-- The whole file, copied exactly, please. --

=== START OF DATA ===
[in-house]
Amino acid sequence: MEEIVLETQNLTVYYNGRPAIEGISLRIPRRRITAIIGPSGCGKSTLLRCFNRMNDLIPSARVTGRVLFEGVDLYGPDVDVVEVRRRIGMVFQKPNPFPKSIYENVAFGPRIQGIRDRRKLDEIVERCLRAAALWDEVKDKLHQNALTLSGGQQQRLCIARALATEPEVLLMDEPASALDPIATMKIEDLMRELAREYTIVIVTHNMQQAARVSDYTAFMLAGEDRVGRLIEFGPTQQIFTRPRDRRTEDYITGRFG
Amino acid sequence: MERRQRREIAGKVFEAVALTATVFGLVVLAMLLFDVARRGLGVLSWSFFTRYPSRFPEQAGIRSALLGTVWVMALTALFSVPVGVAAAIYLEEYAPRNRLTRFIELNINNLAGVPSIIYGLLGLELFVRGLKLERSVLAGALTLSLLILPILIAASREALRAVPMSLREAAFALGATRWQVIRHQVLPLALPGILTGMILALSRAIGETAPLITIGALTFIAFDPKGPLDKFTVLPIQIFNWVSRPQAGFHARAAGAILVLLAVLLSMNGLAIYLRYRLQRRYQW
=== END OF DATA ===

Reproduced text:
[in-house]
Amino acid sequence: MEEIVLETQNLTVYYNGRPAIEGISLRIPRRRITAIIGPSGCGKSTLLRCFNRMNDLIPSARVTGRVLFEGVDLYGPDVDVVEVRRRIGMVFQKPNPFPKSIYENVAFGPRIQGIRDRRKLDEIVERCLRAAALWDEVKDKLHQNALTLSGGQQQRLCIARALATEPEVLLMDEPASALDPIATMKIEDLMRELAREYTIVIVTHNMQQAARVSDYTAFMLAGEDRVGRLIEFGPTQQIFTRPRDRRTEDYITGRFG
Amino acid sequence: MERRQRREIAGKVFEAVALTATVFGLVVLAMLLFDVARRGLGVLSWSFFTRYPSRFPEQAGIRSALLGTVWVMALTALFSVPVGVAAAIYLEEYAPRNRLTRFIELNINNLAGVPSIIYGLLGLELFVRGLKLERSVLAGALTLSLLILPILIAASREALRAVPMSLREAAFALGATRWQVIRHQVLPLALPGILTGMILALSRAIGETAPLITIGALTFIAFDPKGPLDKFTVLPIQIFNWVSRPQAGFHARAAGAILVLLAVLLSMNGLAIYLRYRLQRRYQW